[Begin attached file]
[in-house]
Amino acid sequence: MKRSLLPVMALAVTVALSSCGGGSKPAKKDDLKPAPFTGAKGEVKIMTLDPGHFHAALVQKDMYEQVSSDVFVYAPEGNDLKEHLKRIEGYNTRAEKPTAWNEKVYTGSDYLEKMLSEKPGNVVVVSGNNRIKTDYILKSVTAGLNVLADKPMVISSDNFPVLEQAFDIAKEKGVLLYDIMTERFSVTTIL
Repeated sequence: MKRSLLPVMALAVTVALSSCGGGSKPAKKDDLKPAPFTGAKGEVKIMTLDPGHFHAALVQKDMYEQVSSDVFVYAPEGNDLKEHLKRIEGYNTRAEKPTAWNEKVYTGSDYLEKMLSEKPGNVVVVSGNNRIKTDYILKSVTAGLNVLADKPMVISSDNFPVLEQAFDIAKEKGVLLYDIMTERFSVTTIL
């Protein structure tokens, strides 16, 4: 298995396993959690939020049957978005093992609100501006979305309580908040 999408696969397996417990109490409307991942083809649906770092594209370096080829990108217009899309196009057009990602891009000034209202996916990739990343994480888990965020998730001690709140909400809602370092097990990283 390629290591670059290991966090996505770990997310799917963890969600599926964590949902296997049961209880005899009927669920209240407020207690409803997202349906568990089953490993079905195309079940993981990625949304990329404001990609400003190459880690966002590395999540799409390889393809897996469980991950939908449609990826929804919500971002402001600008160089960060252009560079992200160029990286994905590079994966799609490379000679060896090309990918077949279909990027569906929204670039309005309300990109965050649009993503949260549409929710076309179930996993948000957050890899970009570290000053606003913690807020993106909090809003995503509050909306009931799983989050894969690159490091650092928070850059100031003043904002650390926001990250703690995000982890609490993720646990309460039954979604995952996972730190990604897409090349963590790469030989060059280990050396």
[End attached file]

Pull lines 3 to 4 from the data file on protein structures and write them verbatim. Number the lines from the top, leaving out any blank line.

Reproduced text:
Repeated sequence: MKRSLLPVMALAVTVALSSCGGGSKPAKKDDLKPAPFTGAKGEVKIMTLDPGHFHAALVQKDMYEQVSSDVFVYAPEGNDLKEHLKRIEGYNTRAEKPTAWNEKVYTGSDYLEKMLSEKPGNVVVVSGNNRIKTDYILKSVTAGLNVLADKPMVISSDNFPVLEQAFDIAKEKGVLLYDIMTERFSVTTIL
């Protein structure tokens, strides 16, 4: 298995396993959690939020049957978005093992609100501006979305309580908040 999408696969397996417990109490409307991942083809649906770092594209370096080829990108217009899309196009057009990602891009000034209202996916990739990343994480888990965020998730001690709140909400809602370092097990990283 390629290591670059290991966090996505770990997310799917963890969600599926964590949902296997049961209880005899009927669920209240407020207690409803997202349906568990089953490993079905195309079940993981990625949304990329404001990609400003190459880690966002590395999540799409390889393809897996469980991950939908449609990826929804919500971002402001600008160089960060252009560079992200160029990286994905590079994966799609490379000679060896090309990918077949279909990027569906929204670039309005309300990109965050649009993503949260549409929710076309179930996993948000957050890899970009570290000053606003913690807020993106909090809003995503509050909306009931799983989050894969690159490091650092928070850059100031003043904002650390926001990250703690995000982890609490993720646990309460039954979604995952996972730190990604897409090349963590790469030989060059280990050396």